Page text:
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AL ASAD, Iraq -- Charles D. Sexton, a CH-53E mechanic and Jacksonville, N.C. native, and Justin M. Fera, a CH-53E mechanic from Shelton, Conn., pressure wash the fuselage of a CH-53E Super Stallion before inspecting the aircraft for structural fatigue April 5. Fifteen Marine veterans with Sikorsky Support Services, Inc. are here assisting the squadrons keep the CH-53E helicopters from having structural problems.

Photo by SGT. JUAN VARA

Sikorsky mechs pony up, keep Super Stallions trotting

6 Apr 2005 | Sgt. Juan Vara

The saying ‘Once a Marine, always a Marine’ means whoever earns the title United States Marine retains it for life. True to that motto are the men of Sikorsky Support Services, Inc., and although they`ve left the Corps, they deployed here to help get the mission accomplished.

Day after day, the Sikorsky representatives work on keeping the CH-53E Super Stallions here galloping strong. Comprised of 15 Marine veterans, their level of experience on the helicopter ranges from five to 30 years.

Their job is to help prolong the helicopters’ service in a combat zone, performing repairs on ‘birds’ on a regular basis. Every 30 days a helicopter comes into their hangar for maintenance and it’s returned to the squadron after all discrepancies have been fixed.

“We basically do any maintenance to help the squadrons complete their mission,” said Mark D. Wymer, site supervisor and Jacksonville, N.C., native. “The squadrons have the talent to do the maintenance, but they don’t have the time. That’s why we’re here.”

Since the aircraft here don’t rotate as Marine heavy helicopter squadrons come and go, the Sikorsky representatives help keep the ‘heavy lifters’ in Iraq by preventing them from having structural problems that force them to be sent back to the U.S. for major repairs.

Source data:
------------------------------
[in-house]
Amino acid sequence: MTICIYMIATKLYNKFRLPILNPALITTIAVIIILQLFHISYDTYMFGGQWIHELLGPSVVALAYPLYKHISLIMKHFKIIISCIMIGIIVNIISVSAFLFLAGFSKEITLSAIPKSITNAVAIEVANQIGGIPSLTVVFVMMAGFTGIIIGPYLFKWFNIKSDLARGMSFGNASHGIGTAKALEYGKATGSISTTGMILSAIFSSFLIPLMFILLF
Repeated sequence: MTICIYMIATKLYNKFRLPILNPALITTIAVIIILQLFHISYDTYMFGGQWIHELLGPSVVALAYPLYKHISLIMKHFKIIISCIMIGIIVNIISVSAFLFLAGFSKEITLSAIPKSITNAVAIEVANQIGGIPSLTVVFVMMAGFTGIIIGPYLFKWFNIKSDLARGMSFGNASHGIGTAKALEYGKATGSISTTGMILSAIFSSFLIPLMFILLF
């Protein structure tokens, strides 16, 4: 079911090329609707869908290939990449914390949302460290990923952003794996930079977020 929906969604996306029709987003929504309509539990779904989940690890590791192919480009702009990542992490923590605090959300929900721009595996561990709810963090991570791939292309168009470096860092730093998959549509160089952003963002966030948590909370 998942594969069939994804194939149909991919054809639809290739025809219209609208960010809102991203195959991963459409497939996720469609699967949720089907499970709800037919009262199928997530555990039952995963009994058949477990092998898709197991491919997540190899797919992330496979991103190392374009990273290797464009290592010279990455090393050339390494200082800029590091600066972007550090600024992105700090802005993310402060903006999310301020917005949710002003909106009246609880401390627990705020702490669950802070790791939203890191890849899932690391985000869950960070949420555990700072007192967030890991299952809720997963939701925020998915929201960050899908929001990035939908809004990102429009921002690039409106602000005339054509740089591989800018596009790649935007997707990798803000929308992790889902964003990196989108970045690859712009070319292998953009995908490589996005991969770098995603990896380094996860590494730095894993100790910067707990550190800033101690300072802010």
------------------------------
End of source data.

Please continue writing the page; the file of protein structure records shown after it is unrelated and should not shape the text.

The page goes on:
“We’re here to maintain structural integrity of the aircraft,” said Wymer. “If the bird is bad enough to fail an inspection it has to be packed up and sent back for repairs. We’re here to keep those birds in theater.”

The team is originally assigned to Marine Corps Air Station, New River, N.C., and is scheduled to get back to their friends and families after spending a year here. According to Wymer, there’s another 15-man team already lined up to replace them and they’re just as eager to join the fight.

“You know how it is when you get a bunch of former Marines together,” said Wymer. “Everybody was ready to rock. A lot of the guys come from training squadrons and never had an opportunity to go anywhere with the Corps.”

They don’t wear camouflage uniforms or high and tight haircuts, but they go through the same situations service members here go through and maintain their loyalty to the Corps by helping the 2nd Marine Aircraft Wing (Forward) get the job done in support of Operation Iraqi Freedom and the Global War on Terrorism.
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